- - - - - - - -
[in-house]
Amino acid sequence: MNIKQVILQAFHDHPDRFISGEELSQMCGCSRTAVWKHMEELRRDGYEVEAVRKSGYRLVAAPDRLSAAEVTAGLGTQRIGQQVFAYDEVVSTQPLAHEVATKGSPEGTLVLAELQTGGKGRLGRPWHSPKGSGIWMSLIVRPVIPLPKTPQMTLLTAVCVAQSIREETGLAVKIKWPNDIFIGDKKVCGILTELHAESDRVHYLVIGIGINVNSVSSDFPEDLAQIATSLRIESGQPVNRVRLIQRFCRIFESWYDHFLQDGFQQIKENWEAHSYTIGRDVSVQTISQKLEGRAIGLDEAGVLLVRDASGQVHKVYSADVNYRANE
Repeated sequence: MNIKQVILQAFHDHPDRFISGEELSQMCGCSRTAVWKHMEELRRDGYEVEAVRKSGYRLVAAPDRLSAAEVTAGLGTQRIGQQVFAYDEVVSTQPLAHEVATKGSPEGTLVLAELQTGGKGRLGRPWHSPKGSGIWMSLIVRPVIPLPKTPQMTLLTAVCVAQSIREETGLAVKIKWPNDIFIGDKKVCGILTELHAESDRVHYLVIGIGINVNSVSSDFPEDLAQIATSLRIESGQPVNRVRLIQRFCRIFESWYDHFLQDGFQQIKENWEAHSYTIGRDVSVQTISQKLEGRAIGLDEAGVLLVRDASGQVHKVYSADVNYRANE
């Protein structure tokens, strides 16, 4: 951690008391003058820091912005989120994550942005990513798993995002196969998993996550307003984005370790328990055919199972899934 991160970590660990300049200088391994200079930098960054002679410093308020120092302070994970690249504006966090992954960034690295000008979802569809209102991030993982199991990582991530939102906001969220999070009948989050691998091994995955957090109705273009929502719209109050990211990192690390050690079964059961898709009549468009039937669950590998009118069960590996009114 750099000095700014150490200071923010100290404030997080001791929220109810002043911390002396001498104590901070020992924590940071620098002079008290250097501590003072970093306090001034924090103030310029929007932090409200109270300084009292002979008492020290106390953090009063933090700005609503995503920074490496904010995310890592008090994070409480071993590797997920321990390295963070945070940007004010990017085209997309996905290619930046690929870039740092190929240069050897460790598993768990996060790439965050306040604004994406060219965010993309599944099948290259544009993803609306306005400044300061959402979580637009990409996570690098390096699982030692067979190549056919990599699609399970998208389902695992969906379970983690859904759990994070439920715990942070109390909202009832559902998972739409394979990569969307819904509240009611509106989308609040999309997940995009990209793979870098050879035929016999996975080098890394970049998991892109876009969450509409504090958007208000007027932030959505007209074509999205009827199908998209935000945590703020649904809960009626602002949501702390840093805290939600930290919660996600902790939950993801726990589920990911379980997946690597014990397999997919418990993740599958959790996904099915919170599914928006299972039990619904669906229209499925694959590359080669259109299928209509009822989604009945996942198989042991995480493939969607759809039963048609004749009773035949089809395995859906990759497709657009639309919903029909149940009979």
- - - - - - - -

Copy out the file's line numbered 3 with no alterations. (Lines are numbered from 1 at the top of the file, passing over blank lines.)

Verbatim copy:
Repeated sequence: MNIKQVILQAFHDHPDRFISGEELSQMCGCSRTAVWKHMEELRRDGYEVEAVRKSGYRLVAAPDRLSAAEVTAGLGTQRIGQQVFAYDEVVSTQPLAHEVATKGSPEGTLVLAELQTGGKGRLGRPWHSPKGSGIWMSLIVRPVIPLPKTPQMTLLTAVCVAQSIREETGLAVKIKWPNDIFIGDKKVCGILTELHAESDRVHYLVIGIGINVNSVSSDFPEDLAQIATSLRIESGQPVNRVRLIQRFCRIFESWYDHFLQDGFQQIKENWEAHSYTIGRDVSVQTISQKLEGRAIGLDEAGVLLVRDASGQVHKVYSADVNYRANE